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Saudi Arabia and UAE back fishing subsidies ban

Sellers at the fish market in Jizan, Saudi Arabia. The kingdom brought in regulations in 2021 to curb overfishing Eric Lafforgue/Hans Lucas via Reuters Connect
Sellers at the fish market in Jizan, Saudi Arabia. The kingdom brought in regulations in 2021 to curb overfishing
  • World Trade Organization bid defeated
  • Attempt to curb industrial fishing fleets
  • Other GCC nations refuse to back proposal

The UAE and Saudi Arabia were the only GCC countries to back a failed bid by the World Trade Organization (WTO) to curb subsidies that contribute to overfishing and wider fishing sector overcapacity.

It had been hoped that the Agreement on Fisheries Subsidies (AFS), which, according to WTO director-general Ngozi Okonjo-Iweala, has “been on the table” for the last two decades, would receive historic approval at the WTO meeting in Abu Dhabi.

Despite the deadline for talks being extended by almost a full day, the proposal failed to get the necessary two-thirds approval from the organisation’s members of more than 160 nations.

Countries were negotiating the second part of an international WTO agreement to curb government subsidies that, it is claimed, encourage industrial fishing fleets to empty the world’s oceans. 

The first part was agreed in 2022 and is due to come into force if and when enough countries ratify it.

The UAE signed up in May last year, while Saudi Arabia added its name to the list of backers at the start of last week.

“Overfishing of some species presents a significant threat to the UAE’s marine ecosystem, with some important fish stocks depleted beyond sustainable levels,” said Professor Michel J. Kaiser at Heriot-Watt University.

He said that the Hamour fish, in particular, is one of the most overexploited species and has seen a 90 percent decline since 1978.

It is calculated by the WTO that around a third of global stocks are overfished compared with 10 percent in 1974.  

Government funding – currently estimated at $35 billion per year globally – continues to aggravate the situation by enabling many fishing fleets to operate longer and farther at sea than they otherwise could, to the detriment of marine life.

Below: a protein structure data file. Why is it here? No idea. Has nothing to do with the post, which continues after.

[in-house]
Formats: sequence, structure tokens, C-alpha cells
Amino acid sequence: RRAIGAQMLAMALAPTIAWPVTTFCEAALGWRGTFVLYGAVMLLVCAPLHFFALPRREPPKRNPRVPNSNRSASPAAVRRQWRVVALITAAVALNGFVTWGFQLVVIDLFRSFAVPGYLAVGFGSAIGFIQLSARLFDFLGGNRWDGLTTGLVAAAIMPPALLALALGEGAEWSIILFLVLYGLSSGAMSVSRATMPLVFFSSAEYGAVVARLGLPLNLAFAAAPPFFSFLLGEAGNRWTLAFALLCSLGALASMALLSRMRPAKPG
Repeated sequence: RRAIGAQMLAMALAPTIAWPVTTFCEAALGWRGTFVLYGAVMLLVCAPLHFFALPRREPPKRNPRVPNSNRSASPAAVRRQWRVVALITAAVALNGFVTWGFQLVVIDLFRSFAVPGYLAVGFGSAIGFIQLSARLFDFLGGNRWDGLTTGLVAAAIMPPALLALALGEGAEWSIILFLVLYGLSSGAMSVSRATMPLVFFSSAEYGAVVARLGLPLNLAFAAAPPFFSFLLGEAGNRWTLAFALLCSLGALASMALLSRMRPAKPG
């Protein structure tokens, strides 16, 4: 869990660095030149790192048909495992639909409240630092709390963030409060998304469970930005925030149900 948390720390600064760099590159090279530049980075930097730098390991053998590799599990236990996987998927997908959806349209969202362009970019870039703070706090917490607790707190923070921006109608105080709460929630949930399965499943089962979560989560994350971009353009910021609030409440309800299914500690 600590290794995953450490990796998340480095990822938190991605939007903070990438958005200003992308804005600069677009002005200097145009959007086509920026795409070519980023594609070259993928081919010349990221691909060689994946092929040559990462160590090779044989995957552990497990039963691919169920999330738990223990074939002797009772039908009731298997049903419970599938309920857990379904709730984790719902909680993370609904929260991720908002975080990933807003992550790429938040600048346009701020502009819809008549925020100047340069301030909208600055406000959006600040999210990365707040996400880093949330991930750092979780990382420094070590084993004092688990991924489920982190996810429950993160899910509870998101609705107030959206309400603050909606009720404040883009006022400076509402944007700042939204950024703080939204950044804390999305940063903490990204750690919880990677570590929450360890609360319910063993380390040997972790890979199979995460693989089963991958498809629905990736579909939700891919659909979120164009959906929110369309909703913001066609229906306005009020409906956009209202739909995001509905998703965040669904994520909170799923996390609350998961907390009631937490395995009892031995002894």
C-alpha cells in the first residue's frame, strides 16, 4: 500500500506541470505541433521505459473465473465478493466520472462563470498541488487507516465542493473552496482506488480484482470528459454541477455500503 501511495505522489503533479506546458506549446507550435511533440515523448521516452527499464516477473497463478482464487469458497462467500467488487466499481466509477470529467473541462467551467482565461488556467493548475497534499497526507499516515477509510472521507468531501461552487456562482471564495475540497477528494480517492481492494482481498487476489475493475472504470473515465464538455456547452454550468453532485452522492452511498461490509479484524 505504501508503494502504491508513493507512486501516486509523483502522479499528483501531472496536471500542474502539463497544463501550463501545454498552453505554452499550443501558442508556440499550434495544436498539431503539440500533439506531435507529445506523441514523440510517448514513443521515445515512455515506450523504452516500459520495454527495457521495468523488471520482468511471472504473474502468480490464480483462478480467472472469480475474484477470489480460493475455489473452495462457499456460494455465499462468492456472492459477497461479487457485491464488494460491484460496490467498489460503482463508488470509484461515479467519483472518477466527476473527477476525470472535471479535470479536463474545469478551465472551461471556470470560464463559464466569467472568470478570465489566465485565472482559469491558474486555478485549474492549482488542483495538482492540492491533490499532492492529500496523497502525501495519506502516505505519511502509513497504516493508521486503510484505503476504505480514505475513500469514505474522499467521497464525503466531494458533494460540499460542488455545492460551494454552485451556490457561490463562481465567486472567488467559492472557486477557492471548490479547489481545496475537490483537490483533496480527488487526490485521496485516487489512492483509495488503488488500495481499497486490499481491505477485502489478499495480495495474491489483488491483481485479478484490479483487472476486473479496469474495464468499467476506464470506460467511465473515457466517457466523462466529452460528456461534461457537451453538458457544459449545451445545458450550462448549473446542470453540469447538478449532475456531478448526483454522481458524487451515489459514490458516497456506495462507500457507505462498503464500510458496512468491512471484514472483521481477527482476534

In 2021, Saudi Arabia’s Ministry of Environment, Water and Agriculture implemented executive regulations to prevent overfishing. However, the kingdom produced over 100,000 tonnes of fish in 2022, a four-fold increase in less than 10 years.

Bahrain, which was absent from the list of consenting countries, earlier this year announced a ban on foreign fishing vessels operating in its waters.

Last year, Bahrain announced a two-month ban on fishing kingfish, known as Chan’ad, from August through to October.

Fisheries economist Sebastien Metz told AGBI that Bahrain’s annual catch is around 15,000 tonnes and is mostly crab, shrimp and coastal fish.

“If Bahrain has the capacity to catch all the fish, it’s completely logical and it’s aligned with international regulations, they are in their rights to say to other nations, please don’t come,” he said.

Oman’s name was also missing from the AFS deal. As of 2020, the sultanate’s fishing industry caught around 83 percent of all fish in the GCC region, according to Statista, when the total amount of fish caught between the bloc of six countries was 3.5 million tonnes.

One country blocked the comprehensive agreement on banning harmful fisheries subsidies worldwide, european commissioner for trade Dombrovskis Valdis said on Friday, later naming it as India and calling it “unfortunate”, according to a report from Reuters.

“In the second wave of fisheries subsidies negotiations, you narrowed some outstanding gaps, but several more remain,” said Okonjo-Iweala. 

“While I had hoped that we could finish these negotiations in Abu Dhabi, you have prepared the ground for its conclusion at the next Ministerial Conference, if not earlier.”

Global fishing stocks have also been impacted by the widespread construction of land reclamation projects, which are popular across the GCC, from Dubai’s Palm Jumeirah to Diyar Al Muharraq in Bahrain and Shebala Island in Saudi Arabia’s Red Sea.

Such developments are known to cause degradation of coastal wetlands resulting in the loss of habitats for species and a loss in marine biodiversity, according to a report from Marine Policy, a UK-based journal of ocean policy studies.

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